1. Pingback: Utilizing Technology to Teach Sexuality | Elliot K. Love·

  2. The most compelling reasons to utilize technology is that it connects students to experts in the real world while providing numerous opportunities for expressing understanding through images, sound, and text.

  3. This has been the most informative discussion about technology integration that I have read all year. I often found myself thinking about how I can do X, Y, or Z and you have discussed (and posted links!) to all of them. I was reminded of a lecture i heard about how integrating technology has become an insult to technology by using videos to make boring lectures digital boring lectures and calling it integration. This article is exactly what that lecturer was talking about! I can’t wait to use them in the classroom.

    • Exactly! Utilizing technology and media in the classroom can encompass SO much, and it’s time we actually embrace technology and use it to our and our student’s advantage.

  4. “Using technology in classrooms also encourages students to take a more active role in learning, instead of always having the educator disseminate knowledge.” This is SO key! Why not utilize potential technological distractions to the benefit of education instead of trying to keep students’ focus with out-dated teaching techniques? Students are spending more time on their mobile devices than ever before so why not empower students to use this new technology more effectively? Thanks for bringing this important discussion to life!

  5. This post is so useful. The compilation of apps that you did is pretty awesome. I am always trying to innovate in my classes so this is going to be very useful. I believe it is important that the students participate in the class in a more active way and also that the connection with the class can persist even during the weekend.

  6. One thing I like to do with smart phones is have students look up information if there’s a question. Rather than just me answering a fact-based question, I asked students to look up the information. A sneaky way to get them involved in research! And if a couple of students get differing responses, so much the better as I can then get them talking about how sources are or are not trustworthy or unbiased and how to evaluate information.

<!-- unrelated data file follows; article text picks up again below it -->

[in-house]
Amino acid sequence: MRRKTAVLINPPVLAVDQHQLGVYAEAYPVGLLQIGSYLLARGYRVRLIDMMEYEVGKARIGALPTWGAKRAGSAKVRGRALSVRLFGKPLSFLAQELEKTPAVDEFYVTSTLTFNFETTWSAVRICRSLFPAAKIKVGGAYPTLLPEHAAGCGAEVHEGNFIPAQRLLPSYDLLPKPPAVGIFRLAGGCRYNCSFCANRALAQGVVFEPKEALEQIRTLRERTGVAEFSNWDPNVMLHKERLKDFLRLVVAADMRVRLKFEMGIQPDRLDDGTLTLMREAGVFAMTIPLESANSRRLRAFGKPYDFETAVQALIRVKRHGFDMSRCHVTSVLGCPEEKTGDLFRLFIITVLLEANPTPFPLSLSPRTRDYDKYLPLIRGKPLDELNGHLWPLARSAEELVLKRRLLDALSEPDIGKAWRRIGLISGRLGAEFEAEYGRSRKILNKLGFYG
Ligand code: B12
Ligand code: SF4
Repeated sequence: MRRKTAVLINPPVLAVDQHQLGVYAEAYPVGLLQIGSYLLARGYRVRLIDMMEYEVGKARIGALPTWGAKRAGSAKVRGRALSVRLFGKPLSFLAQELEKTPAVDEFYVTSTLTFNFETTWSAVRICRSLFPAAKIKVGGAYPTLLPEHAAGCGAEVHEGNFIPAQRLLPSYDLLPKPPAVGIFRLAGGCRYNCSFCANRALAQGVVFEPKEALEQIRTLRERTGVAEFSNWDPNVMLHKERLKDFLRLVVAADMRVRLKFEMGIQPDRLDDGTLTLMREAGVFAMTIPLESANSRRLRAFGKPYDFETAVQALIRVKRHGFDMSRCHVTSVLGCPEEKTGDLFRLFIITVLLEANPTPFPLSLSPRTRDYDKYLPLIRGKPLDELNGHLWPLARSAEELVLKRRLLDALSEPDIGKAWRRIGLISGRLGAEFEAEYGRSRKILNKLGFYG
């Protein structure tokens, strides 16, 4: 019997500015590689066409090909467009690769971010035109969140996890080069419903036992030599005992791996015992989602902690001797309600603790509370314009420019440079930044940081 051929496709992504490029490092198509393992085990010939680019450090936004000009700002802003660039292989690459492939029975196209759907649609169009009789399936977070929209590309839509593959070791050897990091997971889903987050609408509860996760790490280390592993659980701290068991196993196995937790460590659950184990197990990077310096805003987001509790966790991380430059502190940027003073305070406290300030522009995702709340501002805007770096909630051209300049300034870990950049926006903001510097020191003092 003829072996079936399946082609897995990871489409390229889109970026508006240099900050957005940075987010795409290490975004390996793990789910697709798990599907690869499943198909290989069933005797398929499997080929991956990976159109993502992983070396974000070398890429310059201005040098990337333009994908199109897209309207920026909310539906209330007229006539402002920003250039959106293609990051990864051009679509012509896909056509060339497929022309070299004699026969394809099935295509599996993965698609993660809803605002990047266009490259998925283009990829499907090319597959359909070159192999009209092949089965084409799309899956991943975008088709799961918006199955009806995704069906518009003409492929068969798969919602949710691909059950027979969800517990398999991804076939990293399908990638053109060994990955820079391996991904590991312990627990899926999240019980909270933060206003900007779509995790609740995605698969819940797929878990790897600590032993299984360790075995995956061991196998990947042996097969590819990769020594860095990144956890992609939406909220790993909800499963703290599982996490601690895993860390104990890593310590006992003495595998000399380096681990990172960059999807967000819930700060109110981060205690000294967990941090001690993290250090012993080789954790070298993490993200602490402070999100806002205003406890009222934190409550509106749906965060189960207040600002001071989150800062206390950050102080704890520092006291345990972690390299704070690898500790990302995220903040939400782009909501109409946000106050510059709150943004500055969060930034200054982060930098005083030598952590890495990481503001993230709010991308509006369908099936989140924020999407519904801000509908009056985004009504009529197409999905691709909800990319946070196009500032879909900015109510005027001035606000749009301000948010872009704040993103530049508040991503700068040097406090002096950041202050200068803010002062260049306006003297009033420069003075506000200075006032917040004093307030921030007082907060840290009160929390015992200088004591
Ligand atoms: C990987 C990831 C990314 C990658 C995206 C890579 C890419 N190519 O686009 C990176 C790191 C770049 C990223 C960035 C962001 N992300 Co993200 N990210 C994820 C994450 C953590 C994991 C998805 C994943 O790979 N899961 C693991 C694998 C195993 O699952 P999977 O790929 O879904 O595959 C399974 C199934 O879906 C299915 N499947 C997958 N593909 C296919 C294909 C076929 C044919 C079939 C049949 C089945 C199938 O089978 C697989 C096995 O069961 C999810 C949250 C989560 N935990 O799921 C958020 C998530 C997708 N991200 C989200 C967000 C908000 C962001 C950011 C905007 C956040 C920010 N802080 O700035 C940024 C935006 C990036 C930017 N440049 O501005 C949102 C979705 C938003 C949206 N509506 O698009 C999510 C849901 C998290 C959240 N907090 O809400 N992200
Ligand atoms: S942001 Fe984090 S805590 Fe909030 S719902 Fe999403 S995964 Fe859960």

7. Annalisa – I love that idea! (for some reason WordPress is not letting me reply to comments :()
    I don’t know if any of you would have heard about this, but in the early 2000s, Maine was one of the first states (the only state?) to give laptops to middle school kids as a way of embracing technology as a platform for student learning. My class was actually the first class they did this on, so unfortunately I feel like my class missed out on a lot of things because of lack of foresight and preparation. It seemed like rather than embracing the new technology, my teachers spent 40% of their time troubleshooting tech issues and 30% of their time trying to prevent us from misusing the devices (what I learned in middle school: hormones are the worst and I am awesome at solitaire). Granted, as I said, this was early 2000s so people were still pretty freaked out about technology in general, and it wasn’t nearly as advanced as it is now, but I feel like they definitely could have utilized it more creatively to enhance student learning.

  8. Yes, yes, yes! I’m so happy to see this post, especially after how much this topic came up in Sex Ed in the School Setting with Dr. Schroeder this past semester. The idea of embracing technologies that kids are comfortable with in order to better reach them is something that I very strongly feel should be adopted. While technology can help us connect to one another in so many ways, it also provides a certain level of anonymity, which can help people to open up. For example, CHOICE, an organization based in Philadelphia, has a text-message hotline which people can use to ask questions about sex and sexuality instead of having to muster up the courage to call and speak to a live human. I think it’s very important that we not only use technology in the classroom, but also provide our students with resources that utilize technology outside of the classroom. Great post, Elliot, and excellent responses, everyone 🙂